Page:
The Killers Bring Vegas to the Northrop

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Photos courtesy of Press Here Publicity

The Killers brought some Mojave Desert flavor to throngs of barely-thawed fans at the Northrop Auditorium Tuesday night. The group solidified its status as one of this millenniums most reliable mainstream acts, while demonstrating that their musical hand doesn't fit snugly into any glove.

Seemingly glad to be there, Brandon Flowers and company filled the Northrop stage with palm trees, cacti, a gazillion colored lights, and a whole lot of spark. That this was only the second night of their new Day and Age tour showed only in the degree to which the band seemed indefatigable; technically, the night was flawless. The Killers opened strong with "Spaceman," one of their latest effort's standout tracks. Flowers appeared young in his signature black jeans and feathered jacket as he mimed flight across the stage.


The stage layout featured each member prominently (save for the touring multi-instrumentalist and backup vocalist who literally hid behind a wall of lights), including drummer Ronnie Vannucci Jr., whose long dark hair was forever blown vertically by an in-floor fan a la Michael Jackson.

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The spirit of David Bowie was definitely in the house as The Killers kicked into "Losing Touch," Day and Age's sax-sporting opening number. But just when you think you've nailed down a musical influence, they move on. They seem to have absorbed the essences of the past few decades' icons and somehow come up with something honest. Flowers is Robert Smith, Dave Gahan, and Springsteen. He's Ric Ocasek and a little bit Bono. But at the same time, he isn't, and that's ok.

The band worked the crowd over with cuts from their debut album Hot Fuss, including "Smile Like You Mean It" and "Somebody Told Me," the latter giving the crowd its first fit of the evening. At one point somebody threw what appeared to be a black bra onto the stage.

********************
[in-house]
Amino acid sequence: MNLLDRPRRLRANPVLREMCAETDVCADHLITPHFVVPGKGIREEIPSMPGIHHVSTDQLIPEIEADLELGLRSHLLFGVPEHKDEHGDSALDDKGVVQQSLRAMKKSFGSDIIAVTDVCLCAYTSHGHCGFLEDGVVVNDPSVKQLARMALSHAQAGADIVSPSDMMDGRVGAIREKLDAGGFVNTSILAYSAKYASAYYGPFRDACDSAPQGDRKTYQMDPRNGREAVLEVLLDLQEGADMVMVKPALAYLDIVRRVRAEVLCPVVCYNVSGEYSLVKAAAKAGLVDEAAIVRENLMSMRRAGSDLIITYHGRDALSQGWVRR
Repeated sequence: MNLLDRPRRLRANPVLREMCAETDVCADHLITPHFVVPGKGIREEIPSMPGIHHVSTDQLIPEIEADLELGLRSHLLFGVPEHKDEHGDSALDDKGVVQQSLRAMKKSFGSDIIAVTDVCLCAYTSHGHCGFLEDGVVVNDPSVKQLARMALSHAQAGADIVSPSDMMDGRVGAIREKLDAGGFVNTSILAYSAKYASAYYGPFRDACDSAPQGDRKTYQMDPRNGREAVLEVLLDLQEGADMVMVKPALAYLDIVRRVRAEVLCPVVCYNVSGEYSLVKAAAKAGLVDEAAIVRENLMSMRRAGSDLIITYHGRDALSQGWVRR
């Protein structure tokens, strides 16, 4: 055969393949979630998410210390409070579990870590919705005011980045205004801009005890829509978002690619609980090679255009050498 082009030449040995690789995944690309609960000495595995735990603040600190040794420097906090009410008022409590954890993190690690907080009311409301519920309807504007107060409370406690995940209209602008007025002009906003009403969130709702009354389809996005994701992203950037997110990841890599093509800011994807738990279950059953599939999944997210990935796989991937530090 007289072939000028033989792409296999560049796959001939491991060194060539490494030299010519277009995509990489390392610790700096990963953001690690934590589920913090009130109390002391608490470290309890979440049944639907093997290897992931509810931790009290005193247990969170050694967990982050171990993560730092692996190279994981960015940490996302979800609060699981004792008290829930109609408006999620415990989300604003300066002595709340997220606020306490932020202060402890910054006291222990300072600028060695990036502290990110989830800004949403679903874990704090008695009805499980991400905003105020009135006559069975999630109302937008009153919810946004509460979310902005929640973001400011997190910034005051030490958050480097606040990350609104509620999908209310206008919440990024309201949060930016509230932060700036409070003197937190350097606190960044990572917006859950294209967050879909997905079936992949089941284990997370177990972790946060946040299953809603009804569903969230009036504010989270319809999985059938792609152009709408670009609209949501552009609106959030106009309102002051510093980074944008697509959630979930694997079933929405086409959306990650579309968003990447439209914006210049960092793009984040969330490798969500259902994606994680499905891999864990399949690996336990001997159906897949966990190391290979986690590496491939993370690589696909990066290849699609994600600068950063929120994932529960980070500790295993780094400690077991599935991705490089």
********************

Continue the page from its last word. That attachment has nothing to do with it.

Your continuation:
Numbers like "This is Your Life" and "Joyride" proved that while the Killers sound may have evolved, the cuts on their new record stand tall beside anything they've ever done. Their musical ethos of writing soulful verses, soaring choruses, memorable bridges, and sharp lyrics with broad undertones makes their songs at once personal and universal. It is a recipe for anthems, and the strained voices of the audience belted them out in rapid succession.

"Exoneration lost his eraser/but my forgiver found the sun," sang Flowers during "I Can't Stay." As was the case the entire night, synths, guitars, and drums weaved in and out, but every syllable was clearly decipherable. The band continued to smile, seemingly unconcerned with sticking only to the hits. Fists arose en masse on the refrain to "Bling (Confession of a King)," urging the crowd "higher and higher").

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Audience favorites "Human," "Mr. Brightside," and "All These Things That I've Done" had the audience simply frothing, the latter ending in an explosion of white confetti. The band departed to a standing ovation before returning for a romp through "A Dustland Fairy Tale," the Depeche Mode gloom of "Shadowplay," the sinister "Jenny Was A Friend of Mine" and the knock-down-drag-out riffage of "When You Were Young," which peeked with a shower of sparks straight out of "Livin' On A Prayer."

The audience Tuesday night wasn't your stereotypical doom-and-gloom rockers or sullen shoegazers; they lacked the chipped shoulders of scenesters and the plastic smiles of American Idols. Instead, they pretty much just were, which is probably why The Killers won them over.
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